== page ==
COCOA BEACH and PORT CANAVERAL OFFSHORE-Most anglers will be targeting the Mangrove snapper and gag grouper located on the reef and wreck structures starting at the 75 foot mark. Chum and chunk for the snapper. They should respond well to this technique. Tarpon, redfish and snook should be possible targets along the near-shore waters. Live pogies, pilchards and croakers are the best baits to use for them. INSHORE-All this rain has pushed many of the juvenile tarpon and snook out of the creeks. Look for them on nearby structures such as docks, and mangrove covered shorelines. They may also frequent drainage pipes in areas that don't have too much freshwater flow into the lagoon. The pipes in the Eau Gallie, Merritt Island, Rockledge, and Cocoa areas are good one to check for this type of activity. Flounder action inside the port was pretty good last week, but with the current rainy weather pattern, there have been no recent reports. This may be one of the better bites this weekend if anglers can find some fingerling mullet or mud minnows to use as bait. EAST ORLANDO and SEBASTIAN INLET OFFSHORE-Lane, Mangrove, and mutton snapper have been reliable bottom species over the past few weeks on the reefs and wrecks out of this inlet. This weekends' weather should allow anglers an opportunity to get back out there and try for them again. Chunk baits or small live offerings like pilchards and fingerling mullet are usually willingly accepted by all three species in the 50 to 90-foot depths. Tarpon, big jack, and bonito should be roaming the waters within about a mile of the beach. Live pilchards or small lures that imitate glass minnows are usually good offerings for these fish. INSHORE-Snook and redfish are the main species anglers are catching at the inlet this week. Although croakers have been hard to come by they have been by far the best bait option for these fish. Other live baits that have been working at times are pigfish, pinfish, and large live shrimp. Pilchards and mullet have not been getting a very positive review from the snook or reds at the jetty over the last few days. Speckled trout, pompano, ladyfish, and bluefish are roaming the deeper flats and can often be found by watching the gulls and terns working over them as they feed. They are moving around a lot in this portion of the river because of all of the storm water influx into this section of the lagoon system, so anglers should be prepared to search them out from day to day. Snook and juvenile tarpon are holding near some of the deeper docks on the west side of the Indian river between Turkey Creek and the Sebastian River. Larger tarpon in the 50 to 80 pound range can be seen rolling along the edges of the main I.C.W. channel between Grant and Melbourne. Live mullet are often the best bait for them but anglers can sight cast these fish with soft jerk baits or fly rods during calm morning periods. Until next week....Catch a memory!!!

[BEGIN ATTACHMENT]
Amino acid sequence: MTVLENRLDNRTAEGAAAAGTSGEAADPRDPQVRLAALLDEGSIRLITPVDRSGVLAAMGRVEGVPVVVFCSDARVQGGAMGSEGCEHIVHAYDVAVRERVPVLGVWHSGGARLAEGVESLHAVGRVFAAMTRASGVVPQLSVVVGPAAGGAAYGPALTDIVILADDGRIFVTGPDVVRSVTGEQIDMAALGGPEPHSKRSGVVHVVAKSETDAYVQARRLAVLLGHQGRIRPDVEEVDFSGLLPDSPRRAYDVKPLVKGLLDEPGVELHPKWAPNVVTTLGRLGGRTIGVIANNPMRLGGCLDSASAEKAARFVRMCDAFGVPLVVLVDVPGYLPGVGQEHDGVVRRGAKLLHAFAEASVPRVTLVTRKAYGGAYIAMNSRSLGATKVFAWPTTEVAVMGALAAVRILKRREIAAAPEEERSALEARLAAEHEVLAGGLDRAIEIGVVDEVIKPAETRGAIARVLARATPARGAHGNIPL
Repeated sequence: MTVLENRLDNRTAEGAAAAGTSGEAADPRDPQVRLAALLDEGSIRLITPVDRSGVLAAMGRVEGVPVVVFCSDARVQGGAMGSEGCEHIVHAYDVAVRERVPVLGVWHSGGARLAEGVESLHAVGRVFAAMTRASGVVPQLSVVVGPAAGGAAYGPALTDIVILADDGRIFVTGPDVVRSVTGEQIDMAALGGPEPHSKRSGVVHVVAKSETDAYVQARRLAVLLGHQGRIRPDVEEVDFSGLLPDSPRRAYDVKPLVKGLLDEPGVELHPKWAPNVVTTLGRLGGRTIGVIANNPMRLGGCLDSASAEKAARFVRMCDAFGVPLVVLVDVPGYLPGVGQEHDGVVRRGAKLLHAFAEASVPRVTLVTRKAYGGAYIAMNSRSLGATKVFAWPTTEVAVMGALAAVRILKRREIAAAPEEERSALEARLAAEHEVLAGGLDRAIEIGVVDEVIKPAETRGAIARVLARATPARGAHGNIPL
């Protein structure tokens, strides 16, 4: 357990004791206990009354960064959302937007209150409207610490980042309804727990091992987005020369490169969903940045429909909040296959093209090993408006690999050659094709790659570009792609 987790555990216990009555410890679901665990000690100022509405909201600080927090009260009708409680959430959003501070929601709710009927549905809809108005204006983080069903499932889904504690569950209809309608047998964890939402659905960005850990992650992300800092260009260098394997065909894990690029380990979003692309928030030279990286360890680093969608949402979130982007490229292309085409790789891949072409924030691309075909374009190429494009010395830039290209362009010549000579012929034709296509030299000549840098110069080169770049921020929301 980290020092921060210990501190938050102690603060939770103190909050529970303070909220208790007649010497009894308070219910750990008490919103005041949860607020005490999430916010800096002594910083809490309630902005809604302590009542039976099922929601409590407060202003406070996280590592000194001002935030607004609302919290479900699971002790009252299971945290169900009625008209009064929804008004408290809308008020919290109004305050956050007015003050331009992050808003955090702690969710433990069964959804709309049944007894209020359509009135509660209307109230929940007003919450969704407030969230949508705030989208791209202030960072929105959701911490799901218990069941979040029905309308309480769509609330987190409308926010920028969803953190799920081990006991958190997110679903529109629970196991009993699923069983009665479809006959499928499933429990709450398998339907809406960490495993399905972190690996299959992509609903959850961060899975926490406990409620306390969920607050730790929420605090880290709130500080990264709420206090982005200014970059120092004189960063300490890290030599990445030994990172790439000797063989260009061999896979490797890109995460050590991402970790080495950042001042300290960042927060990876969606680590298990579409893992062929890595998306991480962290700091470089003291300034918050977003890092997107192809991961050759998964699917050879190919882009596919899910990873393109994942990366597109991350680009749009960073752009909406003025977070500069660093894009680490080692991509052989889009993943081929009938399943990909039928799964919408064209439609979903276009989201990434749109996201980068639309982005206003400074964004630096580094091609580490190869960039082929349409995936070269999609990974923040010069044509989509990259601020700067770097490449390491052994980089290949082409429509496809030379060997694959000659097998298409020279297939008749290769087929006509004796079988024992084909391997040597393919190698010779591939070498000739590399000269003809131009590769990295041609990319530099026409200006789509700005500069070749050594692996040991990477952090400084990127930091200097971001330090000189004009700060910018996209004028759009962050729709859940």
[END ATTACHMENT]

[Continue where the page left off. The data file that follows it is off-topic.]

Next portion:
Captain Jim Ross
Fineline Fishing Charters